Fewer Venezuelans are processed at main Colombian border crossing but some enter illegally while others go home

Aug 23, 2018

By Liam Higgins

A week ago, Ecuador immigration officials reported that 5,000 Venezuelans a day were legally entering the country. On Tuesday, the number had dropped below 1,000. The encampments of thousands of refugees at the Rumichaca International Bridge on the Colombian border are mostly gone, with officials estimating that less than 100 were camped out there on Wednesday.

A group of Venezuelans head south on a highway in northern Ecuador. (El Universo)

So where are the masses of Venezuelans escaping poverty and instability back home?

“The passport requirement changed everything,” says immigration officer José González, who processes foreigners at the Rumichaca border crossing. “When they (the Venezuelans) heard about it, many of  them made different plans. Some are crossing without going through immigration, but that’s only 100 or 200 a day. Others are going to smaller stations and crossing there legally or illegally, and some have decided to cross the border into Peru or Brazil,” he says.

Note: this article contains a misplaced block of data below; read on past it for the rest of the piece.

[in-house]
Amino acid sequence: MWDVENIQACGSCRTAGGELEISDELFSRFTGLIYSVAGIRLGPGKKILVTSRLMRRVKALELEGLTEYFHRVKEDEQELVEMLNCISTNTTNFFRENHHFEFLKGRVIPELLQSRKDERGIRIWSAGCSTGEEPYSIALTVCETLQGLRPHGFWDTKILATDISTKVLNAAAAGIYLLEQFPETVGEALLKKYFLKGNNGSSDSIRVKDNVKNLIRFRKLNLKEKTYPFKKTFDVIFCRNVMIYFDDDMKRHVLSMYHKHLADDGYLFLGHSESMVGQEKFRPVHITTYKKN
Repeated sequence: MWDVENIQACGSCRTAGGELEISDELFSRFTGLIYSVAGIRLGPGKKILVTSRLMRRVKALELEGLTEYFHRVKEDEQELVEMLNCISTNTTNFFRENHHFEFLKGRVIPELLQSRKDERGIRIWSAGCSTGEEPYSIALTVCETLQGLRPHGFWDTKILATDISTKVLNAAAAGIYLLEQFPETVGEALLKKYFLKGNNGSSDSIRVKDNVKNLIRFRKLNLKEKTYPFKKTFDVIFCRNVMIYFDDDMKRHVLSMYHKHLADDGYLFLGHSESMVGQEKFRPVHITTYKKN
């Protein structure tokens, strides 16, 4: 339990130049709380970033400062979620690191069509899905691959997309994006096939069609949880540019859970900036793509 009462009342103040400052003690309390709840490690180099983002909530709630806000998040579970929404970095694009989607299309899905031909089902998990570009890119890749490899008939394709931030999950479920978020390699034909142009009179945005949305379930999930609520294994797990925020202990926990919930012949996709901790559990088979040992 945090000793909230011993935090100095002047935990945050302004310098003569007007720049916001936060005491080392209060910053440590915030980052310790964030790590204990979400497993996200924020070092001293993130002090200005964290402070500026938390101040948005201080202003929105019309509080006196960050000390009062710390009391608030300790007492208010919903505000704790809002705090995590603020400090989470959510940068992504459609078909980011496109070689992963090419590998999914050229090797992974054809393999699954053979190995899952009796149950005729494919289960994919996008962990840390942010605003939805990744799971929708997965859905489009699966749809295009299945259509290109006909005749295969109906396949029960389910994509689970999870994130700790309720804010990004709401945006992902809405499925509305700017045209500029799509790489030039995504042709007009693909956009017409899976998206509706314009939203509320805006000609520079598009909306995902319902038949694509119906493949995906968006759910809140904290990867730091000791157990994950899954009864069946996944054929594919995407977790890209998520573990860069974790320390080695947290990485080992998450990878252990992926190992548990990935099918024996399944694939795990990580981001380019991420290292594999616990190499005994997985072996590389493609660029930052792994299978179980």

For the first time, González says, he is seeing a significant number of Venezuelans going home. “One lady with her children told me she is tired of riding dirty buses and walking and wants to go back home where her parents are.”

National police reported seeing a number of groups of Venezuelans walking north in Imbabura Province on Tuesday and Wednesday, headed back to Colombia and Venezuela.

Authorities say that most recent arrivals continue to head south for Peru, hoping to get there before Saturday, when Peru, like Ecuador, begins requiring a a passport for entry into the country.

Ecuador’s interior ministry says it is too early to provide estimates of how many Venezuelans are crossing the border illegally and how many have decided to cross in Peru or Brazil. “Obviously, there is a major change in the migration pattern but we don’t fully understand it yet,” says Diego Tipán, deputy interior minister.

One thing he is sure of is that far fewer refugees are entering Ecuador today than at this time last week. “We were overwhelmed and now we are catching our breath,” he says.

On Friday, Tipán goes to court in Quito to defend the ministry’s order that Venezuelans present passports to enter Ecuador. The order is being challenged by the government’s ombudsman who claims it violates the cvountry’s constitution.

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